The importance of patient perception in the clinical assessment of benign prostatic hyperplasia and its management

Authors


Professor Sung Joon Hong, Department of Urology, Yonsei University College of Medicine, 134 Sinchon-dong, Seodaemun-gu, Seoul 120–752, Republic of Korea.
e-mail: sjhong346@yumc.yonsei.ac.kr

Abbreviations
Qmax

peak urinary flow

AUR

acute urinary retention

(HR)QoL

(health-related) quality of life

SF

Short-Form

COPD

chronic obstructive pulmonary disease

RR

relative risk.

INTRODUCTION

BPH is a common disorder of ageing men, occurring in 19–30% of men aged >50 years [1,2], and is therefore a significant contributor to the daily practice of urologists and primary-care physicians. Furthermore, this problem is expected to increase as a result of the growing proportion of the elderly in the general population. Clinical BPH is defined as at least two of the following: moderate-to-severe LUTS (IPSS ≥ 8), an enlarged prostate (≥30 mL) and a decreased peak urinary flow rate (Qmax < 15 mL/s).

LUTS describe a combination of storage (irritative) symptoms, e.g. nocturia, increased urinary frequency and urgency, and/or voiding (obstructive) disturbances, e.g. decreased and intermittent force of stream and hesitancy. Considerable evidence has confirmed the chronic nature of BPH and the risk of disease progression, characterized by increases in prostate volume, deterioration in Qmax and LUTS, episodes of acute urinary retention (AUR) and the need for BPH-related surgery.

For the clinician to adequately consider the needs of individual patients with BPH, understanding the benefits and adverse effects of therapy, and gaining an insight into the impact of the disease on the patient and his partner, is critical. The aim of this review is to evaluate the impact of BPH on patients and their families.

BPH FROM THE PATIENTS’ PERSPECTIVE

While symptoms and symptom severity are important determinants of healthcare-seeking behaviour, one study suggests that ‘bother’, frequency of symptoms and interference caused by symptoms are the factors that drive men to consult a physician [3]. Another study suggests that worry and embarrassment about urinary symptoms are key in determining consulting behaviour [4]. Severely bothersome nocturia, dysuria, daytime repeat voiding, wetting clothes and urgency independently predict decreased patient satisfaction with their urinary condition [5]. Men with moderate-to-severe symptoms report, on average, 4–6 times the degree of bother and interference with their daily activities and twice the level of worry than men with mild symptoms [6]. The patient's perception of the bothersome nature of symptoms, rather than merely their presence or absence, is therefore an important consideration in disease-specific measures of health-related quality of life (HRQoL).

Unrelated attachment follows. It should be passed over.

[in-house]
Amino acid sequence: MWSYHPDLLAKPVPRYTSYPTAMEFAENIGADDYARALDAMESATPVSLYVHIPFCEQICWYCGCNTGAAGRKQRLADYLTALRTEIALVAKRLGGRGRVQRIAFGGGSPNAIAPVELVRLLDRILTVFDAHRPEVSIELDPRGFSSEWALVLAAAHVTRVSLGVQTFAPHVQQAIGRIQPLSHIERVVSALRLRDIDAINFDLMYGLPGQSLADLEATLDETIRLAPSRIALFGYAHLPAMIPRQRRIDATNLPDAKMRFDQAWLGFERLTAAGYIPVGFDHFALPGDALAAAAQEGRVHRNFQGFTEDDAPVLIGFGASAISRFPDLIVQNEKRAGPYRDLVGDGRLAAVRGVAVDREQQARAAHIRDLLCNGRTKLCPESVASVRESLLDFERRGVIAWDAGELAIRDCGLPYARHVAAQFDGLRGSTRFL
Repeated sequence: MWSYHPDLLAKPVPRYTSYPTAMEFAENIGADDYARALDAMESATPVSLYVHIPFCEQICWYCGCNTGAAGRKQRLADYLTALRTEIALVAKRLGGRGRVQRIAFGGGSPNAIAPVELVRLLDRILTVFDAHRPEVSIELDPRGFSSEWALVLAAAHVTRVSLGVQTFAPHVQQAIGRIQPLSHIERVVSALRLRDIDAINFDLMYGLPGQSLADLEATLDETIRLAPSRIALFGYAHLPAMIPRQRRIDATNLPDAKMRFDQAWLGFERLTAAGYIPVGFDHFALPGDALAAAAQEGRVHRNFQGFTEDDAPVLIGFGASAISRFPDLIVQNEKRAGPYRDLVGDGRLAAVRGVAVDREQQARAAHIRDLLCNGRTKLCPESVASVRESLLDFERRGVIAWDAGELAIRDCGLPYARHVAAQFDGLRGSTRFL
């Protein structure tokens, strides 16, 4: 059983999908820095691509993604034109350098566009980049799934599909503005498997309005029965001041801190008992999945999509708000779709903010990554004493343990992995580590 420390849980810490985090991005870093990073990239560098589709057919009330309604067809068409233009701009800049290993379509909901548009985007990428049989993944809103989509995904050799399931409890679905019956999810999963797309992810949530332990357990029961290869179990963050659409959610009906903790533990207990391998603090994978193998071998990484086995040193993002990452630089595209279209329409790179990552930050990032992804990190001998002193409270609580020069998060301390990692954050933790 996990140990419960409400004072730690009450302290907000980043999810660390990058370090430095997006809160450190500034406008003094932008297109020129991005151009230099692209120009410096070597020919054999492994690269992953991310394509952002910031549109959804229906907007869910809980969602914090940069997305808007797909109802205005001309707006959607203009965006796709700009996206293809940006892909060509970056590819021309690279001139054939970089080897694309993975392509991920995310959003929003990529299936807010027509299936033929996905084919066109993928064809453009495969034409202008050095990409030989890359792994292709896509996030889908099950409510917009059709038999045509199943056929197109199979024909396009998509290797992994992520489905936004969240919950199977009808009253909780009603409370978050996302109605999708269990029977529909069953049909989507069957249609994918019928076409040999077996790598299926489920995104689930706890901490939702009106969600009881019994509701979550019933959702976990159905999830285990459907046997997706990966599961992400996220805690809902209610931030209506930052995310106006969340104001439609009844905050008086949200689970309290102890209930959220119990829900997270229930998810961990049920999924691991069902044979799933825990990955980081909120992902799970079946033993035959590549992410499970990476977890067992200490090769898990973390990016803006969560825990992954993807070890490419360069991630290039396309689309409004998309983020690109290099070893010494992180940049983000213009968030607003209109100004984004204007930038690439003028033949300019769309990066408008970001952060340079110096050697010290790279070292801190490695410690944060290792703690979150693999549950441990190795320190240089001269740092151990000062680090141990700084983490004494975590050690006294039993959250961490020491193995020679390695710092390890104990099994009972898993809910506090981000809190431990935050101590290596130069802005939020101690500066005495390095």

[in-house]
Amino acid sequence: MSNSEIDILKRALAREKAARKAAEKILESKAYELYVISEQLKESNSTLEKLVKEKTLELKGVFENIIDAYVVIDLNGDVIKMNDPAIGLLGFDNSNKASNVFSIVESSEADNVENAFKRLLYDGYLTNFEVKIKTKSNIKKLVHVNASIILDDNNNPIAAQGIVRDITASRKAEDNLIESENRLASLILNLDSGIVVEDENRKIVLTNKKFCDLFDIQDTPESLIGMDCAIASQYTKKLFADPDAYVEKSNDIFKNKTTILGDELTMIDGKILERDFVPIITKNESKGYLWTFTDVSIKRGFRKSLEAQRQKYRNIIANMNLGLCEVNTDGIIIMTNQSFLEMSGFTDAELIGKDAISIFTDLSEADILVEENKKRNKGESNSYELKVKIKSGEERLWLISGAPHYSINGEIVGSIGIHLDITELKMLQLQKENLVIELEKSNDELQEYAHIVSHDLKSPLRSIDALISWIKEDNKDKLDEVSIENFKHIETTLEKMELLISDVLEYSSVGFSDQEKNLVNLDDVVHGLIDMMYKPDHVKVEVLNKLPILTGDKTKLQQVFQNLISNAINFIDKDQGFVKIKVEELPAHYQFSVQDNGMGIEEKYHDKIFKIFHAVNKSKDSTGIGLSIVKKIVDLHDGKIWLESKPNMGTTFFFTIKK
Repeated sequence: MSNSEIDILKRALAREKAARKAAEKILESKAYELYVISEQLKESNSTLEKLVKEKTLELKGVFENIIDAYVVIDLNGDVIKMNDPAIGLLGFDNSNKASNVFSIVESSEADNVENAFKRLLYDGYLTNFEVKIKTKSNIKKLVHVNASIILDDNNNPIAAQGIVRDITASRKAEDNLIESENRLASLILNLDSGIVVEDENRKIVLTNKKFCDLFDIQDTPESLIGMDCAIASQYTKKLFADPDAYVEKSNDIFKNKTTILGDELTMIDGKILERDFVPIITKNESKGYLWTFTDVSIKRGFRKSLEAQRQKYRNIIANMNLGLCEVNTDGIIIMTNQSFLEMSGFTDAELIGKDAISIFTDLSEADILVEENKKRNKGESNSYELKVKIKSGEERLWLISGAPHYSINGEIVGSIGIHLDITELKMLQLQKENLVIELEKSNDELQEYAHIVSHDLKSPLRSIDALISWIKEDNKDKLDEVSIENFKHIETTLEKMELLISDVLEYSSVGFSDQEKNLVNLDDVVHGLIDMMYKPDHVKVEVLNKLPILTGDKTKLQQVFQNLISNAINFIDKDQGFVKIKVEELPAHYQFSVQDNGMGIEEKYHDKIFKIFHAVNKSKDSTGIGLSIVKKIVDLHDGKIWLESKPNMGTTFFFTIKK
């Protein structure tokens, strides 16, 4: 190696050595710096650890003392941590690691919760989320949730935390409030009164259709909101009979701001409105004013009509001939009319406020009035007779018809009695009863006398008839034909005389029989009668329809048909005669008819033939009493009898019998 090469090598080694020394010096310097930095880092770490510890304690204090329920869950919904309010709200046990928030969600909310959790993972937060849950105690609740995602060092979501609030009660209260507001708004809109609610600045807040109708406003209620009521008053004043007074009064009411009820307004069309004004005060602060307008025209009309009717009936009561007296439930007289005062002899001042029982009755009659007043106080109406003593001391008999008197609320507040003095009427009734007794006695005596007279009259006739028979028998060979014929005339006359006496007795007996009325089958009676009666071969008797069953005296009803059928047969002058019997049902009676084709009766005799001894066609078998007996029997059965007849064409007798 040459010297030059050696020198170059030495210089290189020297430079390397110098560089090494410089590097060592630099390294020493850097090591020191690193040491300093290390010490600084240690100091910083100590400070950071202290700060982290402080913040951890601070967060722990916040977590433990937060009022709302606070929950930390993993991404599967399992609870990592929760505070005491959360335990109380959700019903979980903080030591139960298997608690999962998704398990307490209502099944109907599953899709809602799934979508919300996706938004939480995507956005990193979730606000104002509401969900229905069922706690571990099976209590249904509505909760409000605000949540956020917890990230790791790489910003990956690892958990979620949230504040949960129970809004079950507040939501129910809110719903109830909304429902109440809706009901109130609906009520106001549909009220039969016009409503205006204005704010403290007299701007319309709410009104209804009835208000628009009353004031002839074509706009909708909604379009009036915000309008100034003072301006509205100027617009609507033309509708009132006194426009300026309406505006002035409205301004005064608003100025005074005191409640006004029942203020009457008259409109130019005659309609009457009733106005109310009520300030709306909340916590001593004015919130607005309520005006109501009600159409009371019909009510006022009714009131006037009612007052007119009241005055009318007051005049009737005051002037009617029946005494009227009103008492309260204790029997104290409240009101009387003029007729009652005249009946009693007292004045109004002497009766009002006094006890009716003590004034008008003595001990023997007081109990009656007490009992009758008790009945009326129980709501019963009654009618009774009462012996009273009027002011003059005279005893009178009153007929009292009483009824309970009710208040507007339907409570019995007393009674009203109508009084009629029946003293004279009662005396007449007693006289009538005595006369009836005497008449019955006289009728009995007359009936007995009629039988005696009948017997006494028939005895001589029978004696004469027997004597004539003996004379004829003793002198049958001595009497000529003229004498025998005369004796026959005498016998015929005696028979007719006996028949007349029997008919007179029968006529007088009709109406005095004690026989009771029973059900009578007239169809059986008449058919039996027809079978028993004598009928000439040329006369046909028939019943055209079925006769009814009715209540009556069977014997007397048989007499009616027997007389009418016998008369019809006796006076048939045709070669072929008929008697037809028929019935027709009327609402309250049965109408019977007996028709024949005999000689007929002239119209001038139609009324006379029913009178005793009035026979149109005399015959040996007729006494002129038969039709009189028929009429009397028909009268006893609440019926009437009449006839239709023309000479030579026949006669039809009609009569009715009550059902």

Several community surveys have shown that QoL measures correlate more closely with irritative symptoms (frequency, urgency or nocturia) than with obstructive symptoms (weak stream, hesitancy, etc.) or objective measures (urinary flow, prostate volume, etc.). This suggests that irritative symptoms have a greater negative effect on patients’ QoL [7,8]. In a Scottish community-based study, half of men with BPH reported interference with at least one living activity (e.g. the ability to sleep, participate in outdoor sports or to travel). Furthermore, almost 20% of men of working age with BPH reported that urinary dysfunction interfered with at least one of their daily living activities most or all of the time. This degree of interference was experienced by only 3% of men in the same age group without BPH [9].

About 30% of men with BPH (compared with ≈ 15% of men without) would limit their intake of fluids before bedtime or before travel, or avoid places that may not have toilet facilities (Fig. 1). This may significantly compromise the QoL of these men and their families, as well as hindering working practices and the performance of the affected man [10]. Further European research reported that the aspects of QoL most negatively affected are lack of sleep, anxiety and worry about the disease, outdoor mobility, leisure, daily activities, sexual activities and satisfaction with sexual relationships [11].

Figure 1.

Percentage of men in whom urinary symptoms affect living activities at least some of the time. Reproduced with permission from [10].

Using validated generic (not disease-specific) health profiles, e.g. the Short Form (SF)-36 or EuroQoL, several population-based studies have assessed the effect of BPH and LUTS on general health status. Increasing symptom severity was associated with worsening physical role, social functioning, vitality, mental health and perception of general health, whereas the increasing bothersome nature of BPH/LUTS was associated with worsening of all dimensions of general health status and QoL [12].

One population-based study showed that the impact of symptoms on QoL domains is altered by the presence of comorbidities. In the entire study population, severely bothersome urinary symptoms were associated with a reduction in QoL in three domains (social function, role-emotional and mental health), but there was no association with physical functioning and general health perception when controlling for disease states. However, in men with no comorbidity, urinary symptoms were substantially related to physical functioning and general health perceptions [13].